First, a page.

Every expression in vanilla Skript (the default syntax in Skript without any addons) currently supports multiple players, so you can always use it.

Chapter 3 - Packets

Packets.. for most people one of the hardest things to understand in Skript. But it's actually easier than you thought, thanks to some websites. Here, I'll be showing you how to use the protocol wiki from

You'll want to use MundoSK for packets, this addon currently supports packets the best.

For this tutorial I'll be showing you how to modify the basics, and I'm gonna be using the packet below.

As you can see, the packet above will spawn an experience orb only for specific players.
You can see that it's a client packet ('Bound To' section) and to the right you can see the fields you will need to change. The Entity ID, the location, and the count. In the 'Field Type' section you can see what things you need to modify.

These 'Field Types' will make your life easier, since they literally tell you what things you need to change.
The current changers are these:
%type% pinfo %number% of %packet%
%type% array pinfo %number% of %packet%
%string% pinfo %number% of %packet%
%world% pentity %number% of %packet%
byte pnum %number% of %packet%
short pnum %number% of %packet%
int pnum %number% of %packet%
long pnum %number% of %packet%
float pnum %number% of %packet%
double pnum %number% of %packet%
byte array pnum %number% of %packet%
int array pnum %number% of %packet%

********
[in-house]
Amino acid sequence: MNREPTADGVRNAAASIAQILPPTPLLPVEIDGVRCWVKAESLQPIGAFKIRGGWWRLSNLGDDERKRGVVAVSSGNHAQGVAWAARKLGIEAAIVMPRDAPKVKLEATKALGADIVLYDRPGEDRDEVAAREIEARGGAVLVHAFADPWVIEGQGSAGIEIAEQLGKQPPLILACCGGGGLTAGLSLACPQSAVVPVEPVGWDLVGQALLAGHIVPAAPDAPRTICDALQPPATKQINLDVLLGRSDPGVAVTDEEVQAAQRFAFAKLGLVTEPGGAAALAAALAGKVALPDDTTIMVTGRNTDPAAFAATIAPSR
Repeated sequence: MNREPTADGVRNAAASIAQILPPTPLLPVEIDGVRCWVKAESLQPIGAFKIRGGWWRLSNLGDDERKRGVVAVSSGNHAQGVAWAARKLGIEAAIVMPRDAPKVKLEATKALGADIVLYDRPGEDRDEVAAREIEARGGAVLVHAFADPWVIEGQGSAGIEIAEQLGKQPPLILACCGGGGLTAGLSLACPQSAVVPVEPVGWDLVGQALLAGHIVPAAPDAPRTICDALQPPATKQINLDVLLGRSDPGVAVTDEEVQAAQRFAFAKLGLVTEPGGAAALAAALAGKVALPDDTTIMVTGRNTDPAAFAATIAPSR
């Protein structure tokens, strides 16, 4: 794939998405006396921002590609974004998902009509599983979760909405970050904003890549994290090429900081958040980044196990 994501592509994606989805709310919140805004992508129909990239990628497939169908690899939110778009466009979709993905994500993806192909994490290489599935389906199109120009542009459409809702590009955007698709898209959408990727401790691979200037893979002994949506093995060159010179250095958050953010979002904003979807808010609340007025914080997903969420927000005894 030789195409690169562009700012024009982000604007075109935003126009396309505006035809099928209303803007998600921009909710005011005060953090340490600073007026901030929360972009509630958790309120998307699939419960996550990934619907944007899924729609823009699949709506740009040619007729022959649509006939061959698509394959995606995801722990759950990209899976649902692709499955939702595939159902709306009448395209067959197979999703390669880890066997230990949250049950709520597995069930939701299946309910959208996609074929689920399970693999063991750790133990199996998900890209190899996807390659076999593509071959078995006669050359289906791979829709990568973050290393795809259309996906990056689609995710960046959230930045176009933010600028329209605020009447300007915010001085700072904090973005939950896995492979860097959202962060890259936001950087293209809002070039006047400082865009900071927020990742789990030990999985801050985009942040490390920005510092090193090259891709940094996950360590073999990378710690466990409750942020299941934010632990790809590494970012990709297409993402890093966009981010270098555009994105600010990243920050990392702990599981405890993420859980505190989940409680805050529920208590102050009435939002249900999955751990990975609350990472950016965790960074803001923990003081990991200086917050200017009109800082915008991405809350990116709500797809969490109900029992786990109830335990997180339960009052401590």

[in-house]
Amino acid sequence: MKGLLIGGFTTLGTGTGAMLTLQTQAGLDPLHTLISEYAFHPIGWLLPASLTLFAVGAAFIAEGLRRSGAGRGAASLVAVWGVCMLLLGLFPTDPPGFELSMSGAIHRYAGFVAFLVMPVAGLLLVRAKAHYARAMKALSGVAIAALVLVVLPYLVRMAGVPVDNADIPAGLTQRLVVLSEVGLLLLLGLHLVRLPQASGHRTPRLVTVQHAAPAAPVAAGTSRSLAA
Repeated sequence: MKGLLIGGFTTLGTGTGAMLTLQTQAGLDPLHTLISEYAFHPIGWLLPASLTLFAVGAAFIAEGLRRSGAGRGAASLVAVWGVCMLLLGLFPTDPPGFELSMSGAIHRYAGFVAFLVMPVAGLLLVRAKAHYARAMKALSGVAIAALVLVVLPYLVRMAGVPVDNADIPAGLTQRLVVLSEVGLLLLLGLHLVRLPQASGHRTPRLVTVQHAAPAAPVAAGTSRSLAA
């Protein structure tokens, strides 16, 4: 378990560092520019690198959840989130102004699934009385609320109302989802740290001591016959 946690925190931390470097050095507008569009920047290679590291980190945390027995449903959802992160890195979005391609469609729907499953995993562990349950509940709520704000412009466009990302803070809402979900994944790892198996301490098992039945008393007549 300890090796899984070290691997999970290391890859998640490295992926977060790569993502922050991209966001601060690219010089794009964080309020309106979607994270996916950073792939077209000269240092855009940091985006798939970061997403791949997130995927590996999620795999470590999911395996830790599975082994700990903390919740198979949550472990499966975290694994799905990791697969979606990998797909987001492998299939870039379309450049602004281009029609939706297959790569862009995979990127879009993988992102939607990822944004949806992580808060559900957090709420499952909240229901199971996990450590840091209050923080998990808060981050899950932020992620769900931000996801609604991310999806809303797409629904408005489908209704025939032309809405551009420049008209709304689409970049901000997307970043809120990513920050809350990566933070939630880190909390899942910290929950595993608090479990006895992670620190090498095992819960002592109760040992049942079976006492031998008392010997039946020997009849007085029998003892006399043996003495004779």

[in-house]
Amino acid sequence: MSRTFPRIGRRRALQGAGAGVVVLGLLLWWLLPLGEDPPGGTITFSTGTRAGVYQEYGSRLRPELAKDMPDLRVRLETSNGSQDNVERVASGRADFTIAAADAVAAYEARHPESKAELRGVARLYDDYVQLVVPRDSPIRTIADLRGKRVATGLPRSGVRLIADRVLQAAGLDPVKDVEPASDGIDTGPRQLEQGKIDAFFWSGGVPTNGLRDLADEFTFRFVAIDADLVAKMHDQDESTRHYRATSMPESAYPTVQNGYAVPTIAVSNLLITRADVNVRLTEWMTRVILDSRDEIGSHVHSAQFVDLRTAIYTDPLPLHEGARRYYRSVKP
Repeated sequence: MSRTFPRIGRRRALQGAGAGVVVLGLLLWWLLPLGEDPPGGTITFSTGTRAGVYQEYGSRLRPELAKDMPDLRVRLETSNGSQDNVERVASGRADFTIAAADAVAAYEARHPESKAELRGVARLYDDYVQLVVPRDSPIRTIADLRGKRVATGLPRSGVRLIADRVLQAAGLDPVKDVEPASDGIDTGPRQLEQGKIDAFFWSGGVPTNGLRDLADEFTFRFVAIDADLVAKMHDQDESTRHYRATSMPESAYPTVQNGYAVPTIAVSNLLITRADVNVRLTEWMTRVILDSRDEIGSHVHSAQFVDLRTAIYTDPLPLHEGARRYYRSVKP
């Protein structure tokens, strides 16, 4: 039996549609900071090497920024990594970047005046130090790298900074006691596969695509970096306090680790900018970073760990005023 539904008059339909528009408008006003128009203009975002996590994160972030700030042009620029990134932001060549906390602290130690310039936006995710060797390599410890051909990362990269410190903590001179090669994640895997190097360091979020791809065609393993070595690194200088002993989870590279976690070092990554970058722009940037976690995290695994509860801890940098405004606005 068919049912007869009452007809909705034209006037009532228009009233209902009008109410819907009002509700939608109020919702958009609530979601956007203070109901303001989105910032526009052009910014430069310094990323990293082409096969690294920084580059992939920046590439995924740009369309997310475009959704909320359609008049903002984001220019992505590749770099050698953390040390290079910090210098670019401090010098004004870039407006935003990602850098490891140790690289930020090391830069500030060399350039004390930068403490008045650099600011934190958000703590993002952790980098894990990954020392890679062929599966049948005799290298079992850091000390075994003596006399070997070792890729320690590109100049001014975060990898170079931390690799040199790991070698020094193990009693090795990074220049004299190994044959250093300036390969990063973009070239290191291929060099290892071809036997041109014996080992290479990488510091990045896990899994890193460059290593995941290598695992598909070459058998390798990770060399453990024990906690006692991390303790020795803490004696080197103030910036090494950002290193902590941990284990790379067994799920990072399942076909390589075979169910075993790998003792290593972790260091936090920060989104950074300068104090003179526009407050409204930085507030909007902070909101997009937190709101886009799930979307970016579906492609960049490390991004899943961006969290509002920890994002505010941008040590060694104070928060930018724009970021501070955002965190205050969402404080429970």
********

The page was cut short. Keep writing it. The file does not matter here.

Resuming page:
%string% pjson %number% of %packet%
%string% array pjson %number% of %packet%
%string% penum %number% of %packet%

If you look at the picture again, you see that the 'Entity ID' needs a 'VarInt' changer, which correlates to an integer, which you can change using
set int pnum %number% of %packet% to %integer%

If you haven't figured it out already, the 'Field Types' contain the changer. You can see that 'VarInt' contains 'int', so you'll have to use the expression
int pnum %number% of %packet%

The X, Y and Z fields are Doubles, so you will have to use
double pnum %number% of %packet%

And you can use this for every packet: you can look what expression you need to use that has the field type in it.

You may have figured out that in every syntax of modifying a packet, there's a %number% expression, and this is for keeping values apart. These count from 0, and you just have to follow the order the wiki lists them in.

So now I'll show you an example of the picture above with notes, to make it more clear.
command /I want an experience orb:
        # create a new packet, most of the times it looks like this: play_(client/server)_(packet name)
        set {_packet} to new play_server_spawn_entity_experience_orb
        # it's the first VarInt in the list, so use number 0
        set int pnum 0 of {_packet} to 1 # sets the Entity ID of the exp orb
        # this is the first Double in the list, so use number 0
        set double pnum 0 of {_packet} to player's x coordinate # sets the x coordinate of where the orb will be spawned to the player's x coordinate
        # this is the second Double in the list, so use 1
        set double pnum 1 of {_packet} to player's y coordinate + 1 # sets the y coordinate of the orb to player's y coord + 1
        # this is the third Double in the list, so use 2
        set double pnum 2 of {_packet} to player's z coordinate # sets the z coordinate of the orb to player's z coord
        # this is the first Short in the list, so use 0
        set short pnum 0 of {_packet} to 30 # spawn 30 exp orbs
        # now send the packet to the player
        send player packet {_packet}

For all packets names, you can take a look here for a list of up-to-date packets.
For more information take a look at this tutorial